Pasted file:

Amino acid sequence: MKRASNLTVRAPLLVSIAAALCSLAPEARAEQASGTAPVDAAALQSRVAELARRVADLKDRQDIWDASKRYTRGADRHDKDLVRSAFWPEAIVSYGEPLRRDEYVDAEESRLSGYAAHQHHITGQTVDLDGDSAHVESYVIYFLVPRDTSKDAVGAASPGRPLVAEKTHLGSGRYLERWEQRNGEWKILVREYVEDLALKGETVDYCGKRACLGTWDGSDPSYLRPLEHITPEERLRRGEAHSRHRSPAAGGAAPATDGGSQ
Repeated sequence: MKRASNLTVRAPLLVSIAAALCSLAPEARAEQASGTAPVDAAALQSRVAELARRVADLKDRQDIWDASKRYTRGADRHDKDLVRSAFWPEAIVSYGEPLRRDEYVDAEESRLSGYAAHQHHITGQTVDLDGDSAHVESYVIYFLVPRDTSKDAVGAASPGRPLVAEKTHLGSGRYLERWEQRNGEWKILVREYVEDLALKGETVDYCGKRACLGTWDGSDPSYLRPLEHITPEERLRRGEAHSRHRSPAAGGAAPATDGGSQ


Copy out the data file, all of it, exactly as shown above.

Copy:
Amino acid sequence: MKRASNLTVRAPLLVSIAAALCSLAPEARAEQASGTAPVDAAALQSRVAELARRVADLKDRQDIWDASKRYTRGADRHDKDLVRSAFWPEAIVSYGEPLRRDEYVDAEESRLSGYAAHQHHITGQTVDLDGDSAHVESYVIYFLVPRDTSKDAVGAASPGRPLVAEKTHLGSGRYLERWEQRNGEWKILVREYVEDLALKGETVDYCGKRACLGTWDGSDPSYLRPLEHITPEERLRRGEAHSRHRSPAAGGAAPATDGGSQ
Repeated sequence: MKRASNLTVRAPLLVSIAAALCSLAPEARAEQASGTAPVDAAALQSRVAELARRVADLKDRQDIWDASKRYTRGADRHDKDLVRSAFWPEAIVSYGEPLRRDEYVDAEESRLSGYAAHQHHITGQTVDLDGDSAHVESYVIYFLVPRDTSKDAVGAASPGRPLVAEKTHLGSGRYLERWEQRNGEWKILVREYVEDLALKGETVDYCGKRACLGTWDGSDPSYLRPLEHITPEERLRRGEAHSRHRSPAAGGAAPATDGGSQ